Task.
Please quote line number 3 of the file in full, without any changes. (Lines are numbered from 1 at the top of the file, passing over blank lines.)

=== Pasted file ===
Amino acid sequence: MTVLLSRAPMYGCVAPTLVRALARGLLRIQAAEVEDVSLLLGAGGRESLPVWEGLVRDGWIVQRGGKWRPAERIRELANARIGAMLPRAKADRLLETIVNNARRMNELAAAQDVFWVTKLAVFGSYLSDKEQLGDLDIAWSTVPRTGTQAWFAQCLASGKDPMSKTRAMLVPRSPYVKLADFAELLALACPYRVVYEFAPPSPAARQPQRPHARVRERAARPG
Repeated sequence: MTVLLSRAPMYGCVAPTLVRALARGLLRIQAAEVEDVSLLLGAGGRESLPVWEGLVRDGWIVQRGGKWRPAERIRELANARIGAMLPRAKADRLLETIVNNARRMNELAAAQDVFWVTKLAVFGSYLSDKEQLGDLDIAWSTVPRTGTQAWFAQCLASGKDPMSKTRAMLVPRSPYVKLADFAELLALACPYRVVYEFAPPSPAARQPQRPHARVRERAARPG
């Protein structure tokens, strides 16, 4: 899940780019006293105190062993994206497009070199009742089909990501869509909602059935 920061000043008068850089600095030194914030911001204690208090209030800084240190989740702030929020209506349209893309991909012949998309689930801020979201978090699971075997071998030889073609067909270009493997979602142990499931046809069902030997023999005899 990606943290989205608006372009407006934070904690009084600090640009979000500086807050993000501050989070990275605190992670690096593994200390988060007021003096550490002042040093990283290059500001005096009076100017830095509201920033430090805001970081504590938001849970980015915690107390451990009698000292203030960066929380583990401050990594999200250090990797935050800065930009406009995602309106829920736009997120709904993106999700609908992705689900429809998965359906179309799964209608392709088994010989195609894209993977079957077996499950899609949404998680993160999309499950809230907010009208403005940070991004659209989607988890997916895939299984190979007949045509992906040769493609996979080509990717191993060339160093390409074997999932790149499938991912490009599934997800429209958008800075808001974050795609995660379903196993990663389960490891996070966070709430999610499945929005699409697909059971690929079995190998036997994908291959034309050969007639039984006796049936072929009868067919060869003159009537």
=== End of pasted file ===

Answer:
């Protein structure tokens, strides 16, 4: 899940780019006293105190062993994206497009070199009742089909990501869509909602059935 920061000043008068850089600095030194914030911001204690208090209030800084240190989740702030929020209506349209893309991909012949998309689930801020979201978090699971075997071998030889073609067909270009493997979602142990499931046809069902030997023999005899 990606943290989205608006372009407006934070904690009084600090640009979000500086807050993000501050989070990275605190992670690096593994200390988060007021003096550490002042040093990283290059500001005096009076100017830095509201920033430090805001970081504590938001849970980015915690107390451990009698000292203030960066929380583990401050990594999200250090990797935050800065930009406009995602309106829920736009997120709904993106999700609908992705689900429809998965359906179309799964209608392709088994010989195609894209993977079957077996499950899609949404998680993160999309499950809230907010009208403005940070991004659209989607988890997916895939299984190979007949045509992906040769493609996979080509990717191993060339160093390409074997999932790149499938991912490009599934997800429209958008800075808001974050795609995660379903196993990663389960490891996070966070709430999610499945929005699409697909059971690929079995190998036997994908291959034309050969007639039984006796049936072929009868067919060869003159009537």